bird arrow african proverb

There is no distance that has no end.

distance african proverb

October 01, 2016


Mud Cloth and the Fight Against Poverty

The popularity of mud cloth (bògòlanfini or bogolan) is growing, but as this video below describes, there is more to mud cloth than its beauty.

When you support African textiles, you are often supporting an entire community.

Watch the video to see how mud cloth is made, and how this artistic process is helping a community fight poverty.

Browse our full collection of mud cloths

[powr-image-slider id=b4695a34_1475364054]

Video Transcript:

This is the clay we use to make black.
In the beginning, the mud cloth was reserved for a social class, the hunters. The hunters were typically men. It was to disguise themselves by changing their scent. Among the hunters, there were some creative spirits, so they added designs.
Women have become a part of not just the weaving but also the culture. That's something that has evolved. Only now have women started doing mud cloth.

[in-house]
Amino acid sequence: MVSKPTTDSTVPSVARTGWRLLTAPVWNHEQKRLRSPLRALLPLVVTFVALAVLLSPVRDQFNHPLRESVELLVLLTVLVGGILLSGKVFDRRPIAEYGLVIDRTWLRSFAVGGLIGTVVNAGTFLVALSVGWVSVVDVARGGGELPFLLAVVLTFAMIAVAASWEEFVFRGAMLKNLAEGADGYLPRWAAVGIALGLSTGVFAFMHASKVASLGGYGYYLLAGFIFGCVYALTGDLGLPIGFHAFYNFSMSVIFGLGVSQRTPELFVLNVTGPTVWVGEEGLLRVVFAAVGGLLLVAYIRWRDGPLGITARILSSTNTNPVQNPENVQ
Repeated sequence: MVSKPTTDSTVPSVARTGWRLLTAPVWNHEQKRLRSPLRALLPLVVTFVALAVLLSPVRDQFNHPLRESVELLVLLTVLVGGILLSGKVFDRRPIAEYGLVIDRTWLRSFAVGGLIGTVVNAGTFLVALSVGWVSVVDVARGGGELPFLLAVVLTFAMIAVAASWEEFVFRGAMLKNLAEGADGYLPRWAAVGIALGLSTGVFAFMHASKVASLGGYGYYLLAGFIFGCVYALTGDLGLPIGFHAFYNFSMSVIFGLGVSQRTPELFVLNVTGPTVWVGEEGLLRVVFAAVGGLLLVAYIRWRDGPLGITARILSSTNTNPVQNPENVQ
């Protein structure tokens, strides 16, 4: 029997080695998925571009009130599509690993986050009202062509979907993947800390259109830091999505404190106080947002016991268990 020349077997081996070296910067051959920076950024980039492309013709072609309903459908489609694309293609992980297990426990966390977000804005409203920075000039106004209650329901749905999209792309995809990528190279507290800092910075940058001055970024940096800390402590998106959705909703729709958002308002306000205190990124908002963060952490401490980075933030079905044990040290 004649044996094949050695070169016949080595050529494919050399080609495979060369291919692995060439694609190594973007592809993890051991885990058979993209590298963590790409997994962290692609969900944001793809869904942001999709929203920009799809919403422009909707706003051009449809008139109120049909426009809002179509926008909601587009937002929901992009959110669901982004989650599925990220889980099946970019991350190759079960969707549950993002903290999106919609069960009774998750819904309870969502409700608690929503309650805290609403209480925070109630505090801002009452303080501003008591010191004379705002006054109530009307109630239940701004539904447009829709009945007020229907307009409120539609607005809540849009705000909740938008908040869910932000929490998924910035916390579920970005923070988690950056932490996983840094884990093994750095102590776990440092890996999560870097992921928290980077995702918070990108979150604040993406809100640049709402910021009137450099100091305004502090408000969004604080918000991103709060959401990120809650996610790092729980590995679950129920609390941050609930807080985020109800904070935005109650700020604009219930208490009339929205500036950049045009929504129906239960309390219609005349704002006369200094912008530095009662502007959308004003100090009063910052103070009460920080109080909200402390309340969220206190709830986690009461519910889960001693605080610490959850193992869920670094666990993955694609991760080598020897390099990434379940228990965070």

My name is Habibou Coulibaly. I named the business "Coulibaly and Brothers". Everyone who works here I consider my brothers.
First I learned the dyeing process with my grandmother. I went to Mali to perfect my skill with mud cloth.This tree is called Sigamore. We collect the leaves. There are some other dyes but it is not the season but we have the branches at our house. Now the brush strokes we put down to decorate the areas without designs. Here is trying to finish and this color is red. When he is done he will put it in the sun. I am applying the fixative. Afterwards I will add earth so that the tracing is black. So he already has a cloth with fixative. Now he is adding his designs on the cloth using earth and with what we call a stencil. All the work that we do, every time we put down fixative, 3 times, we put down mud, the colors and every time we are done we wash it with water. And then we do the work over again, fixative 3 times, mud, 2-3 colors, and again wash.